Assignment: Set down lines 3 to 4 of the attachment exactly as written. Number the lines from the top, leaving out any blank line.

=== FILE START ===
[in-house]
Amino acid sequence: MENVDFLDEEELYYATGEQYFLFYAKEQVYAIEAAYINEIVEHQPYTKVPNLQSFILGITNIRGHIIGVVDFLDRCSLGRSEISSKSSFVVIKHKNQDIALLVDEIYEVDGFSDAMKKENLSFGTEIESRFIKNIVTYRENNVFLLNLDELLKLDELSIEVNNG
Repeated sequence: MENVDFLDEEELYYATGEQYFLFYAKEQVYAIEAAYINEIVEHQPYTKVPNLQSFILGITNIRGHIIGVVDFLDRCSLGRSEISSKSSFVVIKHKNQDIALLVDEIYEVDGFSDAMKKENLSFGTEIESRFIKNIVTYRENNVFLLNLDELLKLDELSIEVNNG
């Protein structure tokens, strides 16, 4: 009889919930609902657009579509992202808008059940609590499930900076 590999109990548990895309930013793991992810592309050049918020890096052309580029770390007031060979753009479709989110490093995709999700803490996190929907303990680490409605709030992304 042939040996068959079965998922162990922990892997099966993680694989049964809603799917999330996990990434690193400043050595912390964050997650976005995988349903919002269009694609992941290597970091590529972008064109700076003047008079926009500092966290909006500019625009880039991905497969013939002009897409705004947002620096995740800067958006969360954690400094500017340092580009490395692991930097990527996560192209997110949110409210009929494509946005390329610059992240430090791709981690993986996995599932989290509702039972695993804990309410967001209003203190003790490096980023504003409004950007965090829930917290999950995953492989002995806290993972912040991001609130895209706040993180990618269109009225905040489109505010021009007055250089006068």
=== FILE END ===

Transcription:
Repeated sequence: MENVDFLDEEELYYATGEQYFLFYAKEQVYAIEAAYINEIVEHQPYTKVPNLQSFILGITNIRGHIIGVVDFLDRCSLGRSEISSKSSFVVIKHKNQDIALLVDEIYEVDGFSDAMKKENLSFGTEIESRFIKNIVTYRENNVFLLNLDELLKLDELSIEVNNG
């Protein structure tokens, strides 16, 4: 009889919930609902657009579509992202808008059940609590499930900076 590999109990548990895309930013793991992810592309050049918020890096052309580029770390007031060979753009479709989110490093995709999700803490996190929907303990680490409605709030992304 042939040996068959079965998922162990922990892997099966993680694989049964809603799917999330996990990434690193400043050595912390964050997650976005995988349903919002269009694609992941290597970091590529972008064109700076003047008079926009500092966290909006500019625009880039991905497969013939002009897409705004947002620096995740800067958006969360954690400094500017340092580009490395692991930097990527996560192209997110949110409210009929494509946005390329610059992240430090791709981690993986996995599932989290509702039972695993804990309410967001209003203190003790490096980023504003409004950007965090829930917290999950995953492989002995806290993972912040991001609130895209706040993180990618269109009225905040489109505010021009007055250089006068």